About the Program
O’Neill Sea Odyssey (OSO) was founded in 1996 by wetsuit innovator and surfer Jack O’Neill. A living classroom was created on board a 65-foot catamaran sailing the Monterey Bay National Marine Sanctuary where 4th – 6th grade students from schools throughout Central California receive hands-on lessons about the marine habitat and the importance of the relationship between the living sea and the environment. The program is conducted on board the catamaran with follow-up lessons at the shore-side Education Center at the Santa Cruz Harbor. It is free of charge, but students earn their way into the program by designing and performing a project to benefit their community.
The curriculum is taught in a stimulating and intimate learning environment, which provides a learning experience that lasts a lifetime. The program’s curriculum is designed to support the educational goals of the schools that participate, and each of the subjects taught align with both California state and federal education standards. The three subjects taught are marine science, marine and watershed ecology, and navigation/mathematics.
OSO has served 65,000 students since its inception. In 2005 the program received the prestigious California Governor’s award in Economic and Environmental Leadership and in 2005 it received US Senator Barbara Boxer’s Conservation Champion award.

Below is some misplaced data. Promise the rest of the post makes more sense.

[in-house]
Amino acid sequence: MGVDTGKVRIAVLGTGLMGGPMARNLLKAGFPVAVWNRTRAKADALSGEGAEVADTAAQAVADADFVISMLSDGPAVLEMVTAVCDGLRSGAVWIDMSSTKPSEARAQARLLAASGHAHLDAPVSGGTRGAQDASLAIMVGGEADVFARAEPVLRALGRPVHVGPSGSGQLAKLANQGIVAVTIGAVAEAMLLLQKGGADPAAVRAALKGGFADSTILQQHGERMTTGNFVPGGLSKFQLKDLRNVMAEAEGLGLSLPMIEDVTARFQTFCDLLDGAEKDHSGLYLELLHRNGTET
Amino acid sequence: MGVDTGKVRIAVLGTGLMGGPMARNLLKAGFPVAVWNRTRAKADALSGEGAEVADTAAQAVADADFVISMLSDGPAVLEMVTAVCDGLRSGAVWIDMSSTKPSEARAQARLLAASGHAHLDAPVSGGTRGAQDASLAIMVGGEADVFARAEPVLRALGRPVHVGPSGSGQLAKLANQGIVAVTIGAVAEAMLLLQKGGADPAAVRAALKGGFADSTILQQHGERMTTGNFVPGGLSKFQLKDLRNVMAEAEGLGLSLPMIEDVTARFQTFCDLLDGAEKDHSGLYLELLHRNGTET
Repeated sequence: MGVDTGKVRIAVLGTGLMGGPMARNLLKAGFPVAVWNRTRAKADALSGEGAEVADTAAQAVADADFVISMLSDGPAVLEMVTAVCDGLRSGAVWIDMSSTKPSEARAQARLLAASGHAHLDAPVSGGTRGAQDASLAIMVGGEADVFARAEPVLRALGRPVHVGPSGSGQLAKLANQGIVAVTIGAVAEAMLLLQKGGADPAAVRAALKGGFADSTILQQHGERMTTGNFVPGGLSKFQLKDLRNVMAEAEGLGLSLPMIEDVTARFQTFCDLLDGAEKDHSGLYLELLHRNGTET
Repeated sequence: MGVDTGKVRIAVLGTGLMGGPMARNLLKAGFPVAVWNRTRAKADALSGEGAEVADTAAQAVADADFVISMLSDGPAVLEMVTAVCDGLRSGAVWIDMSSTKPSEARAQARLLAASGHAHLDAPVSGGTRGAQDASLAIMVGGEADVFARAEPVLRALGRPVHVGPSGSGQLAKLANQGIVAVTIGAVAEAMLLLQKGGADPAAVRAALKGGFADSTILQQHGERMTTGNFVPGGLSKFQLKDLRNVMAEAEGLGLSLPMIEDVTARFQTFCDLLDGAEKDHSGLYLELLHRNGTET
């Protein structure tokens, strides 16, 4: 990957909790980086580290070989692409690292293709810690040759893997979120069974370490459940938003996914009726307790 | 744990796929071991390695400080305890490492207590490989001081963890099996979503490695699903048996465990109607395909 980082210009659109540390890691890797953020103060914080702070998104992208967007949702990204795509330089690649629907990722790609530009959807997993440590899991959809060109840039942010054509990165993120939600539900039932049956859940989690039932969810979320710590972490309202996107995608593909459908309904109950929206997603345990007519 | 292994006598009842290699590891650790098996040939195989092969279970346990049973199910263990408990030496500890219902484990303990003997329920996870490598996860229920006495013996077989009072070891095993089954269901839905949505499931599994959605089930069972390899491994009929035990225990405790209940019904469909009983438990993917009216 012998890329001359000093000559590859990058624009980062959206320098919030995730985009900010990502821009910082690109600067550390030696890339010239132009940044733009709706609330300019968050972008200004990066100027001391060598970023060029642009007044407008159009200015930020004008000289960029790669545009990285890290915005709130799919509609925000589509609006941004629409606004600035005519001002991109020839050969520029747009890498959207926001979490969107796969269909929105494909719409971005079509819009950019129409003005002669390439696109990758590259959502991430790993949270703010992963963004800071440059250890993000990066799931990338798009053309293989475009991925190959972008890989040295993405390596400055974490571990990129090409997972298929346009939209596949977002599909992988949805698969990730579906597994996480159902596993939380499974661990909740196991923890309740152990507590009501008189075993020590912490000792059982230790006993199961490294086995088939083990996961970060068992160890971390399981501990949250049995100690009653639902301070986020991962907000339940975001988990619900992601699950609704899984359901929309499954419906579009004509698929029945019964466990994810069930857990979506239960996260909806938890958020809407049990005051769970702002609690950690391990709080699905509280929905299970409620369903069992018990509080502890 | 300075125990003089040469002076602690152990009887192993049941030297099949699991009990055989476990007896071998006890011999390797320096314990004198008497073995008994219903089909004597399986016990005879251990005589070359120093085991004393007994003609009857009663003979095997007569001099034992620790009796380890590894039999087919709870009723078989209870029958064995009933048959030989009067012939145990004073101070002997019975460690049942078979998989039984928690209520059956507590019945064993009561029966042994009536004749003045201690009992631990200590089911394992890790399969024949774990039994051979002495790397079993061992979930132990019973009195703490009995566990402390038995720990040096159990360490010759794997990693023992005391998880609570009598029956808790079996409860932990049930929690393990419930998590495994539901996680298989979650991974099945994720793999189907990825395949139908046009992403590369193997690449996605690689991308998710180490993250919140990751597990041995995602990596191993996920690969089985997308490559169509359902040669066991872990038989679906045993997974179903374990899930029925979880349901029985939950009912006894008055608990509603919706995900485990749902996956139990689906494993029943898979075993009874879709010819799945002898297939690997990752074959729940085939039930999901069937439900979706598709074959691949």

Most of OSO’s work involves the core program, which is the one-day field trip supplemented by standards-based marine science curriculum for participating classes use before and after the field trip. In addition, the Adam Webster Memorial Fund, founded by Tom & Judy Webster when their son Adam passed away in 1999, provides the program for cognitively and physically challenged individuals. In August 2009, OSO’s Adam Webster Memorial Fund received the Community Spinners award from the Special Parents Information Network for its work with special needs youth.
Other special programs that O’Neill Sea Odyssey has conducted include (1) the week-long San Jose Community Oceanography program which focused on watershed to the sea education for low-income youth, (2) Ocean Scholars, which provides ocean science mentorships for youth served by Familia Center serving low-income Latino families in Santa Cruz County, and (3) Project Discovery that provided an overnight program for Oakland youth at O’Neill Sea Odyssey and Henry Cowell State Park.
Executive Director Dan Haifley has presented papers demonstrating the positive, measurable impact of O’Neill Sea Odyssey’s program on disadvantaged youth in the areas of educational achievement and environmental stewardship.
For more details about the program curriculum, go to the Learning Center